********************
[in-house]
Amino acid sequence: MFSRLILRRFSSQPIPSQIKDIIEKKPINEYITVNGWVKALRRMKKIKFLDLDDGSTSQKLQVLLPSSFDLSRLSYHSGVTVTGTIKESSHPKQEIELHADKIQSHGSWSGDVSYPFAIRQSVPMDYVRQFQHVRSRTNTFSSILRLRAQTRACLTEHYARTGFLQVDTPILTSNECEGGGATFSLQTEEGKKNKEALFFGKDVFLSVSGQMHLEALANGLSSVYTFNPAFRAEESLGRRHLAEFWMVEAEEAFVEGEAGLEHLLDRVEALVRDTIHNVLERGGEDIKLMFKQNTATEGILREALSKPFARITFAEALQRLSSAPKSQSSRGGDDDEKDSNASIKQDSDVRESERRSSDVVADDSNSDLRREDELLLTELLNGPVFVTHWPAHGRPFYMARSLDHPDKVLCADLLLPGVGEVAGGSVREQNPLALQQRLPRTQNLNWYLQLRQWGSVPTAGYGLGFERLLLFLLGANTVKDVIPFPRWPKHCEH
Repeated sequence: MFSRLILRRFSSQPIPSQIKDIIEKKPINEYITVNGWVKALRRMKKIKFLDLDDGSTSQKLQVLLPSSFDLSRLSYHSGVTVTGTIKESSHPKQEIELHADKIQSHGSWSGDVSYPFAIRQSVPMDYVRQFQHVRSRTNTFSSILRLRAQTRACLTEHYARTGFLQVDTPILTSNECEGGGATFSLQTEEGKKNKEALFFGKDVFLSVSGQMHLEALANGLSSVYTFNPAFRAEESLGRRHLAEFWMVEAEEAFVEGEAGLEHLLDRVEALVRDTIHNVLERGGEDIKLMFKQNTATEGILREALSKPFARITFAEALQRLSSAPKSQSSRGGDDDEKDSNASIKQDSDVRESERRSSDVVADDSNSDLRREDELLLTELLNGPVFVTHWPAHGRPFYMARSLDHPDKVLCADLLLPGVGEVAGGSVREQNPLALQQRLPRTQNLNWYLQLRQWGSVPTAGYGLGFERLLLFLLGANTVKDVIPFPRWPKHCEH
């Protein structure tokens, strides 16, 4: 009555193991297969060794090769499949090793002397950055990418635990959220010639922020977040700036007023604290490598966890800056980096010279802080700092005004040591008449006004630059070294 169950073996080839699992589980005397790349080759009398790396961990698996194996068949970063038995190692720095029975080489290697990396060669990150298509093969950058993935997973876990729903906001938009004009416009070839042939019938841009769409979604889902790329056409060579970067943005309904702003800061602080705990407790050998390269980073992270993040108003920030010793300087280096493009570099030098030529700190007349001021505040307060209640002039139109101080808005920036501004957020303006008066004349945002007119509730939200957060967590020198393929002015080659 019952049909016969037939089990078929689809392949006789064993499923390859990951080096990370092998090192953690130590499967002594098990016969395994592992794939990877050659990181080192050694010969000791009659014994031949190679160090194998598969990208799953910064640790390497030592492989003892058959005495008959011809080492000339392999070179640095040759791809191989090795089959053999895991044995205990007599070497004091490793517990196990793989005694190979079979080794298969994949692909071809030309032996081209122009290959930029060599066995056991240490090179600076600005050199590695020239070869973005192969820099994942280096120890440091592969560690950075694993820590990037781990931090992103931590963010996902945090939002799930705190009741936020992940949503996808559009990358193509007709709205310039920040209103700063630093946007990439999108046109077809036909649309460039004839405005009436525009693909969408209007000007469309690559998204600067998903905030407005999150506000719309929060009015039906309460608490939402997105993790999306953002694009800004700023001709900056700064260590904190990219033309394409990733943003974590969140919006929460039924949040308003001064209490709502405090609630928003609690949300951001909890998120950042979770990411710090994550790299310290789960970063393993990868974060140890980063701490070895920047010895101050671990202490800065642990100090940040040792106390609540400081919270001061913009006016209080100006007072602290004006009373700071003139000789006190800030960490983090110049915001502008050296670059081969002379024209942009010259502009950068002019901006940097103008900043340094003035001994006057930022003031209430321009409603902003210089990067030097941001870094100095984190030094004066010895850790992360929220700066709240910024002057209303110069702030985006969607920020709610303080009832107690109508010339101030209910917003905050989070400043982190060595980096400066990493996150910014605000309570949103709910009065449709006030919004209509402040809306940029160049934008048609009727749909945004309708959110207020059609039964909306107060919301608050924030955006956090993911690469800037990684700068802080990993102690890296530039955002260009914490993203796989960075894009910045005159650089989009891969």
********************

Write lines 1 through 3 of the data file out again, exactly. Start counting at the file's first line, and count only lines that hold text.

[in-house]
Amino acid sequence: MFSRLILRRFSSQPIPSQIKDIIEKKPINEYITVNGWVKALRRMKKIKFLDLDDGSTSQKLQVLLPSSFDLSRLSYHSGVTVTGTIKESSHPKQEIELHADKIQSHGSWSGDVSYPFAIRQSVPMDYVRQFQHVRSRTNTFSSILRLRAQTRACLTEHYARTGFLQVDTPILTSNECEGGGATFSLQTEEGKKNKEALFFGKDVFLSVSGQMHLEALANGLSSVYTFNPAFRAEESLGRRHLAEFWMVEAEEAFVEGEAGLEHLLDRVEALVRDTIHNVLERGGEDIKLMFKQNTATEGILREALSKPFARITFAEALQRLSSAPKSQSSRGGDDDEKDSNASIKQDSDVRESERRSSDVVADDSNSDLRREDELLLTELLNGPVFVTHWPAHGRPFYMARSLDHPDKVLCADLLLPGVGEVAGGSVREQNPLALQQRLPRTQNLNWYLQLRQWGSVPTAGYGLGFERLLLFLLGANTVKDVIPFPRWPKHCEH
Repeated sequence: MFSRLILRRFSSQPIPSQIKDIIEKKPINEYITVNGWVKALRRMKKIKFLDLDDGSTSQKLQVLLPSSFDLSRLSYHSGVTVTGTIKESSHPKQEIELHADKIQSHGSWSGDVSYPFAIRQSVPMDYVRQFQHVRSRTNTFSSILRLRAQTRACLTEHYARTGFLQVDTPILTSNECEGGGATFSLQTEEGKKNKEALFFGKDVFLSVSGQMHLEALANGLSSVYTFNPAFRAEESLGRRHLAEFWMVEAEEAFVEGEAGLEHLLDRVEALVRDTIHNVLERGGEDIKLMFKQNTATEGILREALSKPFARITFAEALQRLSSAPKSQSSRGGDDDEKDSNASIKQDSDVRESERRSSDVVADDSNSDLRREDELLLTELLNGPVFVTHWPAHGRPFYMARSLDHPDKVLCADLLLPGVGEVAGGSVREQNPLALQQRLPRTQNLNWYLQLRQWGSVPTAGYGLGFERLLLFLLGANTVKDVIPFPRWPKHCEH